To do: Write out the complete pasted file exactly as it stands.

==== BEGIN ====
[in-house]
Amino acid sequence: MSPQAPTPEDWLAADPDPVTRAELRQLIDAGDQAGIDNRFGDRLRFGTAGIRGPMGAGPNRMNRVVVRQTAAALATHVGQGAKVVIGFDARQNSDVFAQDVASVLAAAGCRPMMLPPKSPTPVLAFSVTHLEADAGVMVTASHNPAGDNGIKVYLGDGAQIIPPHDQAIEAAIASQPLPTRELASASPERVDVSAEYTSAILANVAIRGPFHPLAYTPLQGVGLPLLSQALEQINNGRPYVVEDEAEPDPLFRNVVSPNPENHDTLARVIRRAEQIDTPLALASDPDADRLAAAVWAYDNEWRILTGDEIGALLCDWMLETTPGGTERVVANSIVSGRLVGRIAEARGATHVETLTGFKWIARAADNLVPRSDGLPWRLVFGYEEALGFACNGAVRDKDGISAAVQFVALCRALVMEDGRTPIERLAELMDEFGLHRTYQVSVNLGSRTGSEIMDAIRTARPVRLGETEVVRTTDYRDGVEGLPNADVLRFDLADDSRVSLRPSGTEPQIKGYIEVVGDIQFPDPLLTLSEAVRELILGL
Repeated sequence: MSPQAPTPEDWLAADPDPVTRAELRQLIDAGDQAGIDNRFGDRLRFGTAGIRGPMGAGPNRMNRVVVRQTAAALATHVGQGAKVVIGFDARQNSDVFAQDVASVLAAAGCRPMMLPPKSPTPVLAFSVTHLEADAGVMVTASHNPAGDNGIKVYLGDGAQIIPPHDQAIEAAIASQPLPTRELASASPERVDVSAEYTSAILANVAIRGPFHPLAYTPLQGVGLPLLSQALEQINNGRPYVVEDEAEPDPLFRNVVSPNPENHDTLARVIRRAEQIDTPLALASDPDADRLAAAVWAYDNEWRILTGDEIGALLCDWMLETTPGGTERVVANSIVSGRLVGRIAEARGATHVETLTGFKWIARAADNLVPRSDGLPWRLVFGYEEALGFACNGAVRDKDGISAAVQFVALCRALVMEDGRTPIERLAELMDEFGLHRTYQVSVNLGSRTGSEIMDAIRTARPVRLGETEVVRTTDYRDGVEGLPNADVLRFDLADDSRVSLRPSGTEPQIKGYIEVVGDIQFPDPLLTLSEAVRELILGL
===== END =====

[in-house]
Amino acid sequence: MSPQAPTPEDWLAADPDPVTRAELRQLIDAGDQAGIDNRFGDRLRFGTAGIRGPMGAGPNRMNRVVVRQTAAALATHVGQGAKVVIGFDARQNSDVFAQDVASVLAAAGCRPMMLPPKSPTPVLAFSVTHLEADAGVMVTASHNPAGDNGIKVYLGDGAQIIPPHDQAIEAAIASQPLPTRELASASPERVDVSAEYTSAILANVAIRGPFHPLAYTPLQGVGLPLLSQALEQINNGRPYVVEDEAEPDPLFRNVVSPNPENHDTLARVIRRAEQIDTPLALASDPDADRLAAAVWAYDNEWRILTGDEIGALLCDWMLETTPGGTERVVANSIVSGRLVGRIAEARGATHVETLTGFKWIARAADNLVPRSDGLPWRLVFGYEEALGFACNGAVRDKDGISAAVQFVALCRALVMEDGRTPIERLAELMDEFGLHRTYQVSVNLGSRTGSEIMDAIRTARPVRLGETEVVRTTDYRDGVEGLPNADVLRFDLADDSRVSLRPSGTEPQIKGYIEVVGDIQFPDPLLTLSEAVRELILGL
Repeated sequence: MSPQAPTPEDWLAADPDPVTRAELRQLIDAGDQAGIDNRFGDRLRFGTAGIRGPMGAGPNRMNRVVVRQTAAALATHVGQGAKVVIGFDARQNSDVFAQDVASVLAAAGCRPMMLPPKSPTPVLAFSVTHLEADAGVMVTASHNPAGDNGIKVYLGDGAQIIPPHDQAIEAAIASQPLPTRELASASPERVDVSAEYTSAILANVAIRGPFHPLAYTPLQGVGLPLLSQALEQINNGRPYVVEDEAEPDPLFRNVVSPNPENHDTLARVIRRAEQIDTPLALASDPDADRLAAAVWAYDNEWRILTGDEIGALLCDWMLETTPGGTERVVANSIVSGRLVGRIAEARGATHVETLTGFKWIARAADNLVPRSDGLPWRLVFGYEEALGFACNGAVRDKDGISAAVQFVALCRALVMEDGRTPIERLAELMDEFGLHRTYQVSVNLGSRTGSEIMDAIRTARPVRLGETEVVRTTDYRDGVEGLPNADVLRFDLADDSRVSLRPSGTEPQIKGYIEVVGDIQFPDPLLTLSEAVRELILGL